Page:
So, I thought it would be fun to rank the Top Ten posts from the blog during the calendar year 2021. These posts are ranked according to what Blogger stats tell me were the most read posts of the year.
I'll start with #10 and work up to #1. Each post will be linked so you can go back and read it if you so choose. Then I will comment a bit on each post.
This post was generated by response to a Tweet regarding the possibility that the governing body, USAC, was going to create a Pro level gravel series of events. While that has yet to come true here, the World governing body, UCI, did actually create a series for 2022. How much longer will it take for USAC to follow suit?
Recently the CEO of USAC stepped down to take a better paying position at the mattress company, Purple. The CMO of USAC also recently quit. An influencer on social media who was on their Diversity Committee recently gave up their position. So......with USAC's leadership in disarray? It may take some time before we see anything like a gravel racing series from this organization.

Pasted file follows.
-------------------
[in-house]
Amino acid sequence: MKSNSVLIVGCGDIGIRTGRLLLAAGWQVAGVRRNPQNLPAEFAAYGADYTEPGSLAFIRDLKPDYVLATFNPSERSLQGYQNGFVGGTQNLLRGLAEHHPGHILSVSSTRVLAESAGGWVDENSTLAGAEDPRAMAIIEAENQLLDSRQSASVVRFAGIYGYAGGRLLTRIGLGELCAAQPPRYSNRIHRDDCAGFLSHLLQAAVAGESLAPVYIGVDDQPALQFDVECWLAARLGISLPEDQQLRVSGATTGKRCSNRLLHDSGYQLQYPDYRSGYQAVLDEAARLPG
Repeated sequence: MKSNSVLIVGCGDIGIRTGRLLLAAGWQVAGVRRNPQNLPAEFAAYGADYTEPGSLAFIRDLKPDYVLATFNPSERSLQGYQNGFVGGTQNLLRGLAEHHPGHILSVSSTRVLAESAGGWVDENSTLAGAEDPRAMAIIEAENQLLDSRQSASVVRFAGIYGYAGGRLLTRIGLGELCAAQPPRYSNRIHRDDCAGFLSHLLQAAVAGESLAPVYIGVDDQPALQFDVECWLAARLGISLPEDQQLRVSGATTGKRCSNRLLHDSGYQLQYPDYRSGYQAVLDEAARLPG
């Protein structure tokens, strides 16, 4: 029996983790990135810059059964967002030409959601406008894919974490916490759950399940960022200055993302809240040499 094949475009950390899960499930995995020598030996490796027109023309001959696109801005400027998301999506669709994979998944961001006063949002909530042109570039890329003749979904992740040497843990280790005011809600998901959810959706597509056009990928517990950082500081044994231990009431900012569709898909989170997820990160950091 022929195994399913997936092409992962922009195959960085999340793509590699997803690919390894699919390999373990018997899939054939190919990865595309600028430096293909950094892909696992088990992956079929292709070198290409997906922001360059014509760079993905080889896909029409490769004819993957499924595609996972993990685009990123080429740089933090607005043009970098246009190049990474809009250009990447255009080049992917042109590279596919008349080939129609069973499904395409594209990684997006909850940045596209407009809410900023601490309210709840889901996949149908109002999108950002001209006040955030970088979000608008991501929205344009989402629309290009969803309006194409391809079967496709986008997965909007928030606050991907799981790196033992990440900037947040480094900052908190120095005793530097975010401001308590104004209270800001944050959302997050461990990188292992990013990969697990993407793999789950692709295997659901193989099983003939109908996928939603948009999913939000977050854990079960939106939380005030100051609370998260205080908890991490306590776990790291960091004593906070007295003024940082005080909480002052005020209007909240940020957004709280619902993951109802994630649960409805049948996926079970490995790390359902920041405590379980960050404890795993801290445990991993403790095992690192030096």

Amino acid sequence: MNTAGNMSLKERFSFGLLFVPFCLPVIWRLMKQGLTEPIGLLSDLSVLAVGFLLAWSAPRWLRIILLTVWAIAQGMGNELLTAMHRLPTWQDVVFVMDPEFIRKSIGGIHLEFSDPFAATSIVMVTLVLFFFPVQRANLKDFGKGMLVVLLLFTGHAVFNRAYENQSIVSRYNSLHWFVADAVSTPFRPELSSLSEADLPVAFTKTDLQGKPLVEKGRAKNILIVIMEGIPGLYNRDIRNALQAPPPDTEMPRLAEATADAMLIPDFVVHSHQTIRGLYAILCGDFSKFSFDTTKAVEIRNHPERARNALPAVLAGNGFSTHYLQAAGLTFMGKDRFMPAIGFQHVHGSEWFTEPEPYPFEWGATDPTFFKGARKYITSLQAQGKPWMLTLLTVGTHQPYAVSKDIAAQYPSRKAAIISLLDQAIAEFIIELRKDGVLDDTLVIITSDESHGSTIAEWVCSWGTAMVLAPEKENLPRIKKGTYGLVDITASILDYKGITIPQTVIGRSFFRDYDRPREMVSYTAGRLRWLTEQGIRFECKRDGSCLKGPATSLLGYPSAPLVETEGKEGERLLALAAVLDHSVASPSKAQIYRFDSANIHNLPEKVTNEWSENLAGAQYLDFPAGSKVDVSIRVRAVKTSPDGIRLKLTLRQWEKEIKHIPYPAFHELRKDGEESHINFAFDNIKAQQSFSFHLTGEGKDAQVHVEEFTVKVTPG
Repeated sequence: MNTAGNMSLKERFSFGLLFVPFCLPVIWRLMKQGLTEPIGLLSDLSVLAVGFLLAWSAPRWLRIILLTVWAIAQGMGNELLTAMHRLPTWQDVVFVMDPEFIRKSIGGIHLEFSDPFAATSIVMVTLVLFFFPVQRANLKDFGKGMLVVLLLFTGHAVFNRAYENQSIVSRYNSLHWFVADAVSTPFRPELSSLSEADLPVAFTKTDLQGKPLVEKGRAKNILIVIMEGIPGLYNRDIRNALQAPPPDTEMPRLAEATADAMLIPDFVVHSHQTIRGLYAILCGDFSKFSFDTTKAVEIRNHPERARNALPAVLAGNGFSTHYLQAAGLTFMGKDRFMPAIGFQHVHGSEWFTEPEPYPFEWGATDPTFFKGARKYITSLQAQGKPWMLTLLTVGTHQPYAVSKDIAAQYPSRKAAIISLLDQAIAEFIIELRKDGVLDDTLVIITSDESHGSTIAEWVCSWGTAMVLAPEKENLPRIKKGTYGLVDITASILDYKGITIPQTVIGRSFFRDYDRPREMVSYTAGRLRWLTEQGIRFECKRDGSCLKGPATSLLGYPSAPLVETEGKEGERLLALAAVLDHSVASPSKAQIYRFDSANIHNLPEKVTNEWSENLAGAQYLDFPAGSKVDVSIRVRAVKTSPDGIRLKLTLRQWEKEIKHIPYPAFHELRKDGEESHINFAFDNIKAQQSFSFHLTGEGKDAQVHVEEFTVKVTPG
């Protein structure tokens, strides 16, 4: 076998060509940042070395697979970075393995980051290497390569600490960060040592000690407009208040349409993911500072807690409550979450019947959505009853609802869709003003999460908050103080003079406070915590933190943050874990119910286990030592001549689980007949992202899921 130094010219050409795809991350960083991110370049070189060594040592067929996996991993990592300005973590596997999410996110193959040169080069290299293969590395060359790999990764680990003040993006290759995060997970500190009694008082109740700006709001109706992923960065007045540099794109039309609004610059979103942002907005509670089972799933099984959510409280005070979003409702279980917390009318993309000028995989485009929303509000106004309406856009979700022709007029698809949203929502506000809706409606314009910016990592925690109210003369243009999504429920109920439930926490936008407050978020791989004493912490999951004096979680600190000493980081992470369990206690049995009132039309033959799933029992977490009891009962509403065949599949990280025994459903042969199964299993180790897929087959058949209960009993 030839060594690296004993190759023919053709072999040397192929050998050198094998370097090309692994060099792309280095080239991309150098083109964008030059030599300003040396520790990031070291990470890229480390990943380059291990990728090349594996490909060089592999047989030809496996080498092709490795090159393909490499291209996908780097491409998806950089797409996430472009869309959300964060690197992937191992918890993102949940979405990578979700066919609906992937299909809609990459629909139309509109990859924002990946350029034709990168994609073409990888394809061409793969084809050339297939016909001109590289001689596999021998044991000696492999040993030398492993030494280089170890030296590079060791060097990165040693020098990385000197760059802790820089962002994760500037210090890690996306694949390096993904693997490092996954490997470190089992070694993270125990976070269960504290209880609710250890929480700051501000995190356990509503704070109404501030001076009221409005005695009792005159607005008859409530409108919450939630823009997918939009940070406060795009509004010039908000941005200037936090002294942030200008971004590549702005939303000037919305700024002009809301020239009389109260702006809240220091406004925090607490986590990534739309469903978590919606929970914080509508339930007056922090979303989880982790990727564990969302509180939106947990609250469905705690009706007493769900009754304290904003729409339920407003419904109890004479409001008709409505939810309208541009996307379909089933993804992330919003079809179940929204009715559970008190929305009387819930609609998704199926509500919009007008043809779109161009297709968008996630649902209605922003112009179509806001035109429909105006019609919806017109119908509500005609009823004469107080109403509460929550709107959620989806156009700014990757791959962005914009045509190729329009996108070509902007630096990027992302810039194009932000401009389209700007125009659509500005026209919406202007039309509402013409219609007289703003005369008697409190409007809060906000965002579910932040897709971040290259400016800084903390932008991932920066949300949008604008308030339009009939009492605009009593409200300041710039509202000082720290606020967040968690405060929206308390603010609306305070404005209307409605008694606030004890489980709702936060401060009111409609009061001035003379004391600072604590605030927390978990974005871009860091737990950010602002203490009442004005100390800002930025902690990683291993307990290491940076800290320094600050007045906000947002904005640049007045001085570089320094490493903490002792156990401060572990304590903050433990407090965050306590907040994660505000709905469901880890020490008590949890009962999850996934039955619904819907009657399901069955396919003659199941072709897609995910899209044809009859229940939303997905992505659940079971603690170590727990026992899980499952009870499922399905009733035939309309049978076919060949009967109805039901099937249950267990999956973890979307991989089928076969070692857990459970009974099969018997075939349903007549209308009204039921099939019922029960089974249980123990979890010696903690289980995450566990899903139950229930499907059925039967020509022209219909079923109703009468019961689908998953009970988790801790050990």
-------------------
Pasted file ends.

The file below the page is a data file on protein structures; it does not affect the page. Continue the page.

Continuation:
The one year review of my Standard Rando v2 bike was the next most popular post on the blog for 2021. The bike was pretty much what I expected it to be having owned the previous quick release axle version of the Standard Rando. This time I got the carbon fork though, so this bike came out a bit lighter due to that choice.
I like the much more versatile bottle boss arrangement of this version and that I could set it up as a single speed with a really clean look. My only real beef with the Standard Rando is that it has limited tire clearances compared to my other gravel bikes and to most current gravel offerings. That's okay though, as it forces me to keep relearning that one doesn't always need big tires to enjoy gravel travel.
Well, while USAC waffled during 2021, Life Time Fitness wasted no time in creating a series of six events that they are dubbing the "Life Time Gran Prix". Half of the events are MTB while the other half are gravel.
an interesting move with the series being closed to a small group of
people and that group being not being very "representative" or
"inclusive". Rather, it is a showcase group of top-tier athletes which
are there as a way to attract rank and file athletes to Life Time's
bigger cycling events. In fact, I make the point that these three
'gravel based' events in this series are not gravel events. They
are Pro/Semi Pro showcase/publicity stunts attracting a small group of
riders chasing money and endorsements. That's not how the gravel scene
I wrote this post so long ago, and the title was so odd for it, that I couldn't remember what it was about! So, after re-reading it.....